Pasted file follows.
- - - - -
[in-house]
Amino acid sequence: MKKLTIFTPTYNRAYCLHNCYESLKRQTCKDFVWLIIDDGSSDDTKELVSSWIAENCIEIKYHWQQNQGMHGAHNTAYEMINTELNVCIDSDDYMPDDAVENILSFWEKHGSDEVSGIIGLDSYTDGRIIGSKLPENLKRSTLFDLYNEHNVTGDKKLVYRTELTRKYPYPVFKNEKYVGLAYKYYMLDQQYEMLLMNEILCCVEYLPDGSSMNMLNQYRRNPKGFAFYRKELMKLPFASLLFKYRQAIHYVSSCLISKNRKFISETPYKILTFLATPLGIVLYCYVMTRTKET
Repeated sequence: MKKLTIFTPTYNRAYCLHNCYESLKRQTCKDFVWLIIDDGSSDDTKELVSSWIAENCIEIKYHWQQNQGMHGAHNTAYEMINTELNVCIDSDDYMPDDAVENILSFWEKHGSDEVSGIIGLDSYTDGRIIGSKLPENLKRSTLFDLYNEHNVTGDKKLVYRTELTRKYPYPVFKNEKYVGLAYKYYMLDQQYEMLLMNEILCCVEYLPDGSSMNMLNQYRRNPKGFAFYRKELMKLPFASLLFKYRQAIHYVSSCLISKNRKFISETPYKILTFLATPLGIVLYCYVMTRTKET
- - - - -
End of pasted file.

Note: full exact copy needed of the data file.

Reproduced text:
[in-house]
Amino acid sequence: MKKLTIFTPTYNRAYCLHNCYESLKRQTCKDFVWLIIDDGSSDDTKELVSSWIAENCIEIKYHWQQNQGMHGAHNTAYEMINTELNVCIDSDDYMPDDAVENILSFWEKHGSDEVSGIIGLDSYTDGRIIGSKLPENLKRSTLFDLYNEHNVTGDKKLVYRTELTRKYPYPVFKNEKYVGLAYKYYMLDQQYEMLLMNEILCCVEYLPDGSSMNMLNQYRRNPKGFAFYRKELMKLPFASLLFKYRQAIHYVSSCLISKNRKFISETPYKILTFLATPLGIVLYCYVMTRTKET
Repeated sequence: MKKLTIFTPTYNRAYCLHNCYESLKRQTCKDFVWLIIDDGSSDDTKELVSSWIAENCIEIKYHWQQNQGMHGAHNTAYEMINTELNVCIDSDDYMPDDAVENILSFWEKHGSDEVSGIIGLDSYTDGRIIGSKLPENLKRSTLFDLYNEHNVTGDKKLVYRTELTRKYPYPVFKNEKYVGLAYKYYMLDQQYEMLLMNEILCCVEYLPDGSSMNMLNQYRRNPKGFAFYRKELMKLPFASLLFKYRQAIHYVSSCLISKNRKFISETPYKILTFLATPLGIVLYCYVMTRTKET